Last Infantry Unit in MR 2

Since we were the last infantry division remaining in military region 2 (MR II), we were being sent all over the entire area. We went on short missions to several different bases, including Dong Ba Thin near Cam Ranh and Tan Son Nhut near Saigon, and some others, mostly to help out with base security wherever they were shorthanded. I flew on so many helicopter flights that I lost count. Traveling around and seeing different parts of the country was fascinating. I saw quite a bit of MR II during my tour.

Regardless of where we ended up, most of the time, we were back to the old routine of guarding the bases. Periodically we were also still being sent out on night-time ambush patrols. It didn’t matter what base we were on; the duty was always the same. Ambush was a break from the monotonous boredom of guard duty, but being out there in such a small squad always felt way riskier than guard duty, especially since a lot of the guys now were newer inexperienced replacements, including some new inexperienced young sergeants who were on their first tour. I got along with and liked most of the sergeants, even the lifers. Most of them were reasonable men. However, I had a clash with one on ambush one night.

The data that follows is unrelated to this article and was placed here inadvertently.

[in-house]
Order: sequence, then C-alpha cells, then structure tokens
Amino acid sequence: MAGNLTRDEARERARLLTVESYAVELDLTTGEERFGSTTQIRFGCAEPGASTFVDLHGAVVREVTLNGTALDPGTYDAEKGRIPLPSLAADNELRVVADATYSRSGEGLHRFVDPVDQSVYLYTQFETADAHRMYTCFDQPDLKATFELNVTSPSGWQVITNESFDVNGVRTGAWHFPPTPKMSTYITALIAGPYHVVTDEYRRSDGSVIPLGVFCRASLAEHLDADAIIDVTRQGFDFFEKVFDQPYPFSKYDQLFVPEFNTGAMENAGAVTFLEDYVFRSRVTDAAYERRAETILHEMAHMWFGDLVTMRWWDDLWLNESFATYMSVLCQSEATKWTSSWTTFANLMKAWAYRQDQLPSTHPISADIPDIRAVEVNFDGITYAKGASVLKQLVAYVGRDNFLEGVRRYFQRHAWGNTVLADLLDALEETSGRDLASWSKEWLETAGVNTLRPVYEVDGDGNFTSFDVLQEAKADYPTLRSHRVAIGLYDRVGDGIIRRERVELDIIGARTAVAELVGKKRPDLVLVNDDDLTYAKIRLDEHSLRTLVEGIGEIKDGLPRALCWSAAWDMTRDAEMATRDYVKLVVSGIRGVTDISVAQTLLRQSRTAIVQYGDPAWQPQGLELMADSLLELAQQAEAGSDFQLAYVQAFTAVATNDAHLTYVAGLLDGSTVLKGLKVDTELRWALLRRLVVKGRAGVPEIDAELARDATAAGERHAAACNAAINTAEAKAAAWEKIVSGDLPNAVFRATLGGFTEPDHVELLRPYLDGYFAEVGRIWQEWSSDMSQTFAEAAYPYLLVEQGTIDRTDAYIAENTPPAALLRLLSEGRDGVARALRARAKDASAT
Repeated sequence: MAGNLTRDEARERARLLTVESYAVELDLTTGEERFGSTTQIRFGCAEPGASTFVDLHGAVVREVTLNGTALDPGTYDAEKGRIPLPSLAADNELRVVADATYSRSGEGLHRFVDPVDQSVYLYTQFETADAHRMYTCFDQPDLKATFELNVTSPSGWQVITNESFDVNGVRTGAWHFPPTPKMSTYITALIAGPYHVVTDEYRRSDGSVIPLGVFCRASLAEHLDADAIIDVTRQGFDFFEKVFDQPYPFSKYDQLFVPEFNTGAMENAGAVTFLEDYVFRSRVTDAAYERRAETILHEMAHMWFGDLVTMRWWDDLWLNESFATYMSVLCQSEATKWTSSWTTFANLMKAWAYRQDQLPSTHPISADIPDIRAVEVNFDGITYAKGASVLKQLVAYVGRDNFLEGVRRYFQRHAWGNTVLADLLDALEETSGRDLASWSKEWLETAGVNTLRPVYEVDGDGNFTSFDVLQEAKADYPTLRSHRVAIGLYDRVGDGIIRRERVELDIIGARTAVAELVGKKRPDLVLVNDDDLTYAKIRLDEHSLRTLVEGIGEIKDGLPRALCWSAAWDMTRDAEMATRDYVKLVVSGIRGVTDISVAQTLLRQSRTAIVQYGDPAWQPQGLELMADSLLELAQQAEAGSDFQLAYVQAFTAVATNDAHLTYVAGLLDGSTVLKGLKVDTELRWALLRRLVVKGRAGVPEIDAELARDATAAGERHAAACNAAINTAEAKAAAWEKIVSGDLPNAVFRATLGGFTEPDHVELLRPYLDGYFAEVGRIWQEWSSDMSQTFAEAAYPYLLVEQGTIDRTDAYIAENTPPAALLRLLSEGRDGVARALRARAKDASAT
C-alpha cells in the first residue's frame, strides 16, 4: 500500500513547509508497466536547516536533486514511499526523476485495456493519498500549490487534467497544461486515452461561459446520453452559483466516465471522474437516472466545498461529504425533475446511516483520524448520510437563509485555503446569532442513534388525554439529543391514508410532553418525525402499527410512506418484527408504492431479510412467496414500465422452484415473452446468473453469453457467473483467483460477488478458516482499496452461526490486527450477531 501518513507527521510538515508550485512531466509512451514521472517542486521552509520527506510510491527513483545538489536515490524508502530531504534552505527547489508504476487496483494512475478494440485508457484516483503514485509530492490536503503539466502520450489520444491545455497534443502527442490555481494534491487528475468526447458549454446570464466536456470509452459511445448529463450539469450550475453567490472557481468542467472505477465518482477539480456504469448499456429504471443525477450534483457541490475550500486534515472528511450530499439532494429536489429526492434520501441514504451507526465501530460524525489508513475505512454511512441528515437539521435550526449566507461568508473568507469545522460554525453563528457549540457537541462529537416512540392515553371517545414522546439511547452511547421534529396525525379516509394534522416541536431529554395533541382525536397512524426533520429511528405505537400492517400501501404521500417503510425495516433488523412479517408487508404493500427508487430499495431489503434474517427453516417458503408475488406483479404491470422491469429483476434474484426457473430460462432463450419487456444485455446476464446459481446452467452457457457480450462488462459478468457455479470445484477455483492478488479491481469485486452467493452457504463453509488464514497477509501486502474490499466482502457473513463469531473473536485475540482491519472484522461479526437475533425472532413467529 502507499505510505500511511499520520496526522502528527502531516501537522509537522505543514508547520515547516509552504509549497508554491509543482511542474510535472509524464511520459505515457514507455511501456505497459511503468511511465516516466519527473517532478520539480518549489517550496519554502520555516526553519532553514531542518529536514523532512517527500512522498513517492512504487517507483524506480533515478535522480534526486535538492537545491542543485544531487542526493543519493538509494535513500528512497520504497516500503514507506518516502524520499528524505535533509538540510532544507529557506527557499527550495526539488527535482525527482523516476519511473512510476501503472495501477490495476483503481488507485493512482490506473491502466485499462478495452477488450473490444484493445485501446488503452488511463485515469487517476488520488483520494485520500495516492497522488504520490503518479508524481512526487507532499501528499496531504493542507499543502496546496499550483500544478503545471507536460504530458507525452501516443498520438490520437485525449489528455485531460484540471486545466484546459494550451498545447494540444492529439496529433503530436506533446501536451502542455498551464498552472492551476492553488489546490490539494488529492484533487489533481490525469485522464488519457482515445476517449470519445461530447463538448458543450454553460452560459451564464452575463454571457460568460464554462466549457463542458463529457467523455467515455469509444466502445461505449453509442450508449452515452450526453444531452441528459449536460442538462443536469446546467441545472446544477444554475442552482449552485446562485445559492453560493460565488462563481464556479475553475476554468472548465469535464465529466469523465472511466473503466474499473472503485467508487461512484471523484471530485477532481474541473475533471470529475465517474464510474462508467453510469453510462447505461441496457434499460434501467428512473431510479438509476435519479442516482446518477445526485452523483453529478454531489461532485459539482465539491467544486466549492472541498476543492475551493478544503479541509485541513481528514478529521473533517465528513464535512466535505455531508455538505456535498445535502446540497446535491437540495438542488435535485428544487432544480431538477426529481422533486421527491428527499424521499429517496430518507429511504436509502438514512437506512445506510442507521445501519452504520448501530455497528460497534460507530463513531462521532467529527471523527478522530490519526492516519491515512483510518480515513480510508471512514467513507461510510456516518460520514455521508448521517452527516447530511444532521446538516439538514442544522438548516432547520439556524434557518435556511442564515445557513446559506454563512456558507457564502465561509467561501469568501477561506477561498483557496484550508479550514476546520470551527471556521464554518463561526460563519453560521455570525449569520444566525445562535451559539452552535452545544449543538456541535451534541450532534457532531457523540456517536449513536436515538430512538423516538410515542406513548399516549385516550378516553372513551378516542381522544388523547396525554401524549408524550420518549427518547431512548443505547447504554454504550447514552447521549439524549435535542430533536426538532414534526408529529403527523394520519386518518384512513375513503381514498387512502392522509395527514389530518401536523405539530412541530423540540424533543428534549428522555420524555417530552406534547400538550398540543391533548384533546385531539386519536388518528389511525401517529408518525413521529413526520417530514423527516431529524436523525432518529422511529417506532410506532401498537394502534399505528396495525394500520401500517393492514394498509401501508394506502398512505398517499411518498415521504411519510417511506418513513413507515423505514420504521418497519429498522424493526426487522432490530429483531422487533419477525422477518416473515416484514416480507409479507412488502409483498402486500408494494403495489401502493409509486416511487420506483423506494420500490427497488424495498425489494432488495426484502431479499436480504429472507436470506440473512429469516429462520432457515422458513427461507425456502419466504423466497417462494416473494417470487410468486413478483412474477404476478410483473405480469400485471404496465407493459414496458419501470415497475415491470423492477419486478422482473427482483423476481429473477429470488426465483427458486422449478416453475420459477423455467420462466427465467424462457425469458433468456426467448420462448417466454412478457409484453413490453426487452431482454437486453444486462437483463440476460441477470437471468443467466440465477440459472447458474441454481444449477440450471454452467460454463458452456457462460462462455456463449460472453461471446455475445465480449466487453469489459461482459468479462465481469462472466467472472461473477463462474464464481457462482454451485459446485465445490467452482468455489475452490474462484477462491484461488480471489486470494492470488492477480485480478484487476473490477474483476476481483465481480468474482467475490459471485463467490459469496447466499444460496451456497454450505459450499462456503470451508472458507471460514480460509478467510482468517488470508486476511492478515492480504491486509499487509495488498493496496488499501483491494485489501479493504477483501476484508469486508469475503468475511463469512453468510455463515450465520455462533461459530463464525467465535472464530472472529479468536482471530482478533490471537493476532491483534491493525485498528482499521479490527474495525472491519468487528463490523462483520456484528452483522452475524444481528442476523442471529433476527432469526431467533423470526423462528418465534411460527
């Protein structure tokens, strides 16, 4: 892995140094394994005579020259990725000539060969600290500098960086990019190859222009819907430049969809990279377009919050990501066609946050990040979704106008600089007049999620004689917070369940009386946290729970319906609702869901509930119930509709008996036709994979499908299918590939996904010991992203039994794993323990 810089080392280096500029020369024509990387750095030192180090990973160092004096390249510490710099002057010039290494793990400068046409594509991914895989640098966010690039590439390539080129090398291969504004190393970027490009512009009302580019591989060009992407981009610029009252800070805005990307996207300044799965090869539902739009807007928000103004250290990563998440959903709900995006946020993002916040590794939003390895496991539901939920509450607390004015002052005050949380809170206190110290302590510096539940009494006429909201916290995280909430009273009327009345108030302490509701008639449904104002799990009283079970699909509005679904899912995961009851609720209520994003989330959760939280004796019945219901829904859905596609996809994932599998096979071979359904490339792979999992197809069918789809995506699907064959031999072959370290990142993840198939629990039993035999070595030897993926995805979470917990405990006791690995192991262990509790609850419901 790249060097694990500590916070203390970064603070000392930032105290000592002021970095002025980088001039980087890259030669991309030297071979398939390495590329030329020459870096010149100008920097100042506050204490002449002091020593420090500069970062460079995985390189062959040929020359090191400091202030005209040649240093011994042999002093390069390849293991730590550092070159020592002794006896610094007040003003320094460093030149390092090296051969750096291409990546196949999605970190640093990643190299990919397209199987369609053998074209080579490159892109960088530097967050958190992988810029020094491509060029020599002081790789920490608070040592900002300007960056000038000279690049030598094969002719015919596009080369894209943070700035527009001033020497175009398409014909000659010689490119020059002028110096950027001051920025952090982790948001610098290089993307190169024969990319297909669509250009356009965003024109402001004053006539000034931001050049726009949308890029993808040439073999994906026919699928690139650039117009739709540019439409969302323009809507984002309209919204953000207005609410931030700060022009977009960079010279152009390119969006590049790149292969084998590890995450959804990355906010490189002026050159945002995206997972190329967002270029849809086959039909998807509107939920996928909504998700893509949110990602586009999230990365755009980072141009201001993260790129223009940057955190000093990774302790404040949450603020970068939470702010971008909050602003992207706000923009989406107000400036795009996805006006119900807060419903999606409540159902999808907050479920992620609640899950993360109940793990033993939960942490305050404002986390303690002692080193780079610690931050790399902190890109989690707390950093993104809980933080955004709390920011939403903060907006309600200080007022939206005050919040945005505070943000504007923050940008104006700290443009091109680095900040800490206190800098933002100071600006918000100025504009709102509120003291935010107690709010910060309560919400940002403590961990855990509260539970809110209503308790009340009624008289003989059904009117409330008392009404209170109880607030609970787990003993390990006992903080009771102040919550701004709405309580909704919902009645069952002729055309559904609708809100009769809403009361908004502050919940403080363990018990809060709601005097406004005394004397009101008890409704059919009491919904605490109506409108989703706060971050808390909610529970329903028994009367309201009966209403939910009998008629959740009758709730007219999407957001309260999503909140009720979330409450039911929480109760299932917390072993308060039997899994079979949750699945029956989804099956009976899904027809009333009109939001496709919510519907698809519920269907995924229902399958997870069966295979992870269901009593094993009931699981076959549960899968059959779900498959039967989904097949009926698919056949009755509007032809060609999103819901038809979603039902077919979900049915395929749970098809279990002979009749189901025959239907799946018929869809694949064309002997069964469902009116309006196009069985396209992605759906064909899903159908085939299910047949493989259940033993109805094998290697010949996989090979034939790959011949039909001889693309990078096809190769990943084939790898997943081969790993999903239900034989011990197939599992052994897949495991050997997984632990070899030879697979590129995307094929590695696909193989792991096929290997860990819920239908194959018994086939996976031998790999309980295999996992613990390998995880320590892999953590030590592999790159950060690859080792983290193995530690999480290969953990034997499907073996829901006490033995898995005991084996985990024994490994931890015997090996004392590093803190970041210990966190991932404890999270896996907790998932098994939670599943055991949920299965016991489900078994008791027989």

On our way to the designated ambush location, we came to an open field that we had to cross. That new in-country E-5 ranked sergeant decided that he wanted us to crossover the open area in a wedge formation, that is kind of like a spearhead V formation, with one man at the point and the rest of the men flanked out on each side forming a V shape. Well, that idea went against all of my training and experience. So, I tried to reason with him, explaining that it is not the way we do it here. We always walk single file, it is safer, there may be mines or booby traps in that field, and someone could get blown up! We should walk single file like we always do. He didn’t want to hear it, though, and replied: “If there are mines or booby traps out there, then we are going to find them.” I shook my head and thought to myself that I shouldn’t be questioning or challenging a sergeant, but I had to. I replied: “No way man, that’s crazy!” All of the other guys in the squad headed out across that field in the V formation that the squad leader wanted, but I refused. So, there I was, disobeying orders, carrying the M-60 machine gun, following the point man, like I said we all should do. That night while on ambush, I had plenty of time to think about what happened. Maybe I should have accepted that E-5 promotion and been in charge myself, and even though I know I was right and was acting in the best interest of the men, I was very concerned about the ramifications of what I had done.